15 November 2005 Science News

Miranda H. Mockrin, Elizabeth L. Bennett and Danielle T. LaBruna

WCS Working Paper|Issue 23|Nov 2005


In many developing countries, wildlife is an essential food resource, a source of income for rural peoples, and an important part of human spiritual and cultural systems (Robinson & Redford, 1991; Hladik et al., 1993; Robinson & Bennett, 2000). In tropical forest regions, there is often little tradition of domestic livestock management; in regions without strong food production sectors, hunted wildlife can be essential for food security (Wilkie & Carpenter, 1999; Fa et al., 2003), or as a fall-back when other sources of food and income are scarce (Robinson & Bennett, 2002). Wild species commonly consumed in tropical forest countries include mammals, birds, reptiles, amphibians, and fish, as well as invertebrates such as termites, beetles, and snails. Forest peoples rely most heavily on terrestrial vertrebrates and fish for their livelihoods.

In recent years, concern has been growing about the unsustainable levels of wildlife hunting, especially in tropical forests (e.g., Robinson & Bennett, 2000; Milner-Gulland et al., 2002). Growing human populations, the introduction of modern hunting techniques, increased access to diminishing areas of forests, and increasing commercialization of hunting have all increased pressure on wildlife populations (Robinson & Redford, 1991; Robinson & Bennett, 2000). Recent esti- mates of annual wild meat harvest include 23,500 tonnes in the Malaysian state of Sarawak (Bennett et al., 2000), 67,000 to 164,000 tonnes in the Brazilian Amazon (Redford & Robinson, 1991), and one million tonnes in Central Africa (Wilkie & Carpenter, 1999). This is causing population declines and local extinctions of many species across the world’s tropical forests (e.g., Bennett & Robinson, 2000), lead- ing to questions of whether food security for tropical forest peoples is being com- promised by the decline in the wildlife resource. Theoretical calculations for Central Africa project that, at present harvest rates, the protein supply from bush- meat will drop by 81 percent over the next 50 years (Fa et al., 2003). Alternative sources of protein are required to ensure both that people have a long-term source of protein, and that wildlife species are conserved.

One solution often proposed is to farm wildlife species for their meat (e.g., Cicogna, 1992). This would allow people to eat wild meat, while taking pressure off wildlife populations. The solution is controversial, however, with concerns about the viability of such farming, its cost effectiveness, and its impact on wildlife populations (e.g., Emmons, 1987; Fa, 2000). This paper, therefore, examines the viability and conservation role of wildlife farming in tropical forest countries. It focuses on farming of wild terrestrial vertebrates, where the primary motivation is to provide protein for local people’s consumption to take pressure off wild popu- lations. Savannah ranching, aquaculture, farming with the primary aim of produc- ing skins and hides, and export-based wildlife farming are not considered here.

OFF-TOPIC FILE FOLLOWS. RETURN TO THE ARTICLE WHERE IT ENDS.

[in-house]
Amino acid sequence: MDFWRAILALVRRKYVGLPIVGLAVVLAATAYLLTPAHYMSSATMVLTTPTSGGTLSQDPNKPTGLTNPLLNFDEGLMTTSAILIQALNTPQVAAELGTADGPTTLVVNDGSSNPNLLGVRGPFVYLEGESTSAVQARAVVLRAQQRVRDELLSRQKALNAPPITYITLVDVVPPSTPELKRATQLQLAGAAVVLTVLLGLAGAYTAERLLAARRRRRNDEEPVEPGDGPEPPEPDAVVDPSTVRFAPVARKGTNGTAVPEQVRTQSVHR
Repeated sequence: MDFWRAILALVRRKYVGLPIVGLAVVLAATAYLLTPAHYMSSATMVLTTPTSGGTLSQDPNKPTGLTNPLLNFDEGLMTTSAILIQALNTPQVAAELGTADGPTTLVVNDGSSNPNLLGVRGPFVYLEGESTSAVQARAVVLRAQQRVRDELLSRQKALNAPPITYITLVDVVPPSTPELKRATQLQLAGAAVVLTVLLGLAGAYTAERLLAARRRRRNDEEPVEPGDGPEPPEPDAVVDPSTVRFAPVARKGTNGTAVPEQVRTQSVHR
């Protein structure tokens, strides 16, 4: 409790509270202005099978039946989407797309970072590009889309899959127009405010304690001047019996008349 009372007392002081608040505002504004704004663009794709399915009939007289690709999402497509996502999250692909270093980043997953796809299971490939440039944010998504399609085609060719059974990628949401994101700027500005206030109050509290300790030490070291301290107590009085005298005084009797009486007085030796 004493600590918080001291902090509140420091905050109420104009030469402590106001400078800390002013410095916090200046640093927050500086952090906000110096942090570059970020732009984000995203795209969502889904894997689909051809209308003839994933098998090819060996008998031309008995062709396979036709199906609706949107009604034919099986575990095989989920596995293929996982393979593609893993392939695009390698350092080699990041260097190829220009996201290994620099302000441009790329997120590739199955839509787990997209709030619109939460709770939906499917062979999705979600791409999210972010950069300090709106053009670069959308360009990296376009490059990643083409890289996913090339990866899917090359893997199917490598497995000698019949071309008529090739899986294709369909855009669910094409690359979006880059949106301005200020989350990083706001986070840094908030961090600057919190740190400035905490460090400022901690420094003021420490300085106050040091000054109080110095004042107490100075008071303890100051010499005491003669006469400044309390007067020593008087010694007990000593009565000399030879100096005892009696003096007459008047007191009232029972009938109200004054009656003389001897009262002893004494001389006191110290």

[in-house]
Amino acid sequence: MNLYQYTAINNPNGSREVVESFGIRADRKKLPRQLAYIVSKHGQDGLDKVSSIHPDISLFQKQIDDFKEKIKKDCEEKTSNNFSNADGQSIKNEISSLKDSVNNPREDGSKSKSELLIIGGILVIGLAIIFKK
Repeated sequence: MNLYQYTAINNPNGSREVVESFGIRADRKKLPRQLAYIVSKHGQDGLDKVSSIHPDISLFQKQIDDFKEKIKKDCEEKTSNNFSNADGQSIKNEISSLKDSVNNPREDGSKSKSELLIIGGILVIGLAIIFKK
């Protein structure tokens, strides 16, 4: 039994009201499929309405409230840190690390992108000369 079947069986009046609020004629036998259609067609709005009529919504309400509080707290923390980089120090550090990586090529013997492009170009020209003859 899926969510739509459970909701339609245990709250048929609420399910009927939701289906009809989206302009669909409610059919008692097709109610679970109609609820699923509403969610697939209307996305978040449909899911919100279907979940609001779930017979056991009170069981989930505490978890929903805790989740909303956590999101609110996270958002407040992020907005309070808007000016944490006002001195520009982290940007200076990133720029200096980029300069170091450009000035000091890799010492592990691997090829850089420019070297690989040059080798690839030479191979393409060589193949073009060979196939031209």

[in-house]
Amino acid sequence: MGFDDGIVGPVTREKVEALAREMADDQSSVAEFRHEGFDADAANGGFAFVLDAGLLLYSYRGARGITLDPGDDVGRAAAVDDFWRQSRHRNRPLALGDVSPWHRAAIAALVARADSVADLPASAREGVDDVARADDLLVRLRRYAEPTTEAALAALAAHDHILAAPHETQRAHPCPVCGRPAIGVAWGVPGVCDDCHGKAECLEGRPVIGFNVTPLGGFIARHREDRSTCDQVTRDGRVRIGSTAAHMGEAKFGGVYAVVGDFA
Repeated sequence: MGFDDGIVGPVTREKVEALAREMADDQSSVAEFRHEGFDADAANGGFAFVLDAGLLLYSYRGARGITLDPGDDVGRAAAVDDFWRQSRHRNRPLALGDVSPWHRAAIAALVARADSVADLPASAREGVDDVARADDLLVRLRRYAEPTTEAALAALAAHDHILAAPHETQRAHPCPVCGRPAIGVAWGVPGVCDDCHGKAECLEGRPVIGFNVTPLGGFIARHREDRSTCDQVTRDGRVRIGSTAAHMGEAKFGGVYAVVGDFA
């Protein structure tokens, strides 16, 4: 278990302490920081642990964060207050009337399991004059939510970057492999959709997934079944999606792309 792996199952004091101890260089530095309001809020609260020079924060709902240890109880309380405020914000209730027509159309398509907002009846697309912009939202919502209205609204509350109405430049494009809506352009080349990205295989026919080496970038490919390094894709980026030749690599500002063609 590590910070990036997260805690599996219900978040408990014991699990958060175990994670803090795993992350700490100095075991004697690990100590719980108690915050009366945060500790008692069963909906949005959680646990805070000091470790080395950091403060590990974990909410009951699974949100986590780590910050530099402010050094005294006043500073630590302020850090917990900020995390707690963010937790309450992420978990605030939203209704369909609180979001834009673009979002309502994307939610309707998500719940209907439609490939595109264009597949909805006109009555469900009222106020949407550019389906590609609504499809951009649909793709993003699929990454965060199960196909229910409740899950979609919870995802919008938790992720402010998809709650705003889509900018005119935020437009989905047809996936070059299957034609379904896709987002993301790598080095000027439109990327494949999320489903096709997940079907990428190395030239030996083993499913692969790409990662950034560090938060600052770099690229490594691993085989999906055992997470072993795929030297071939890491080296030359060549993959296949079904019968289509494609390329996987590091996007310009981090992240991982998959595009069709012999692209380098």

Wildlife farming proponents envision fully-controlled production systems, inde- pendent of wild populations for source animals, operating in urban, peri-urban, and rural settings to supplement human protein intake without large investment costs (Cicogna, 1992). Farming a wide range of animals, including tropical forest species, has been proposed since the 1950s in response to food security concerns (de Vos, 1977; Ntiamoa-Baidu, 1997). Despite these historical origins, wildlife farming has not become widespread in Africa, Latin America, or Asia, and today few wild vertebrate species native to the humid tropics are commonly farmed for protein (Fa, 2000). The most notable exceptions are rodents in parts of West and Central Africa (Mensah, 2000).

The lack of advancement notwithstanding, the concept of wildlife farming continues to be proposed as a solution to the supply of hunted wildlife being unable to meet the demand. A wide array of vertebrate species has been inves- tigated for farming to obtain meat (Appendix 1), some because, when hunted, are preferred food species (Smythe & Brown de Guanti, 1995), others because they command a high price in markets (Jori et al., 1995).

Raising wild species for food does not necessarily comprise domestication of the species. Domestication is a long and intensive process whereby humans selectively control the animals’ reproduction, with resulting genetic changes (Box 1).

Many factors determine the feasibility of raising a species in captivity, includ- ing the species’ biological parameters, such as productivity and vulnerability to disease, and the cost-effectiveness of farming it. Conservation issues to be con- sidered include demands on source populations, genetic mixing with wild pop- ulations, potential introductions of invasive alien species, and law enforcement issues. Socio-cultural issues also influence the likely success of such efforts. This paper will consider all of these factors, to assess under which conditions wildlife farming of tropical forest species might, and might not, be feasible.

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